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The origin of the concept “Teenagers”

The word “teenager” is actually a relatively recent term and did not really establish as such before the early 1940’s.

It is said that, before there were teenagers, there were teenagers, but they did not go by that name.

The main forces behind the establishment of a teenage culture in its own right, were the social and industrial changes.

Before World War 2, most children between the ages of 13-19, had worked for a living on farms, in factories, or at home and helped their parents provide for the younger children in the family. They had little choice in the matter and they did whatever their families required of them. In the process, they fulfilled their roles until they got married.

The transition between childhood and adulthood had no separate teenage culture through which young people had to pass on their way to adulthood.

There were no teenage movies, music or fashions, because there were no “teenagers”.

However, the Great Depression of 1930 challenged all of that when most of the available jobs evaporated when the economy collapsed.

The few jobs that were available, were allocated to the fathers of the families and left the young people in the lurch. In their attempt to financially contribute to their families, they flocked to the cities or neighbouring villages. The infrastructure could not support them and they started living and sleeping in alleys and parks and also started to beg for food.

Eventually, this turned into a major social dilemma and led President Franklin Roosevelt to address the issue via the National Youth Administration (NYA). The NYA had been designated to provide training - and job opportunities for the disenchanted youth and to provide an environment where they would discover their talents, develop personal goals, establish good working habits, and upon graduation, become constructive citizens.

Up until this point in time, High School attendance was not compulsory for the youth and only a minority attended. When the NYA made attendance compulsory, the migration of vast numbers of young people from the unemployment lines to public high schools created the social backdrop for developing a separate “teenage culture”. This was the first teenage generation where the majority went to high school. As noted by Palladino, these young people were uncovering a much more immediate, exciting world – a world of radio, music, dancing and fun.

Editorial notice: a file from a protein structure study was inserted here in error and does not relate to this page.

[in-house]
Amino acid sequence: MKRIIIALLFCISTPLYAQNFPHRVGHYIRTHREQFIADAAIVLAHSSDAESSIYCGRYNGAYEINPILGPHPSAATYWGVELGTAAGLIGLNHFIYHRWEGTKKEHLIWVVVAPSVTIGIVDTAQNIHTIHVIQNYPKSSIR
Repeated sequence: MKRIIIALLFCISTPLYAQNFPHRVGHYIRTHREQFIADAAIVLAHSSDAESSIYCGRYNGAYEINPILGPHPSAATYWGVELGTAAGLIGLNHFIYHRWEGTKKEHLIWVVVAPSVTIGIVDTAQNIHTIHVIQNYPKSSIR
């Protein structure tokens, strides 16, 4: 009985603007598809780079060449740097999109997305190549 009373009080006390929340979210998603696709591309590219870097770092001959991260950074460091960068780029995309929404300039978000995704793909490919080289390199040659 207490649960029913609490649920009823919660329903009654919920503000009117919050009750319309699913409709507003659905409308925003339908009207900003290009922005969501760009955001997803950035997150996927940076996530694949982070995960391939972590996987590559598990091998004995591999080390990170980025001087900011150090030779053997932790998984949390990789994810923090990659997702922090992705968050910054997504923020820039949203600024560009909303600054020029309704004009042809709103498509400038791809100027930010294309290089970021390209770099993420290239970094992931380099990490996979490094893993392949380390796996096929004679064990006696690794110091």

Eventually, in the late 1930’s the economy began to recover and high school students were developing a public identity that had little to do with family life or adult responsibilities. By 1938, this group of young people were making name for themselves as “bobbysoxers” who seemed to live to dance to the swinging beat of big band music.

Although they were not “teenagers” yet in their own mind, or anyone else’s mind, the idea of a separate, teenage generation was beginning to grow.

They discovered a unique beat and a language that was all their own (which only their friends could understand) and they established an architype that was later described by the term “teenagers”.

They developed a new cultural lifestyle featuring unique fashions, music, dance and trends. They were distinguished by their saddle oxford shoes, gored skirts and Angora sweaters and it became the new character of high school life.

Advertisers for the retail market began to see potential in these carefree high school students whose main concern in life was to have a good time and dance. They then coined the term “teeners” and it later morphed into the term “teensters” and in 1941, they were referred to as teenagers. “teenagers”

Like the previous generation bobbysoxers, teenagers were identified with the high school students’ world of dating, driving, dancing, music and fun.

At that time, Life magazine offered this picture of the teenager: “They live in a jolly world of gangs, games, movies and music. They speak a curious lingo, adore chocolate milkshakes, wear moccasins everywhere and drive like bats out of hell”.

One cannot help but to ponder the similarities between our teenagers of today and the picture that Life Magazine sketched in the early days. It makes you wonder if future generation teenagers would be dramatically different from these images?...

(Article Based on the work of Gary Chapman – 5 Love Languages of Teenagers)

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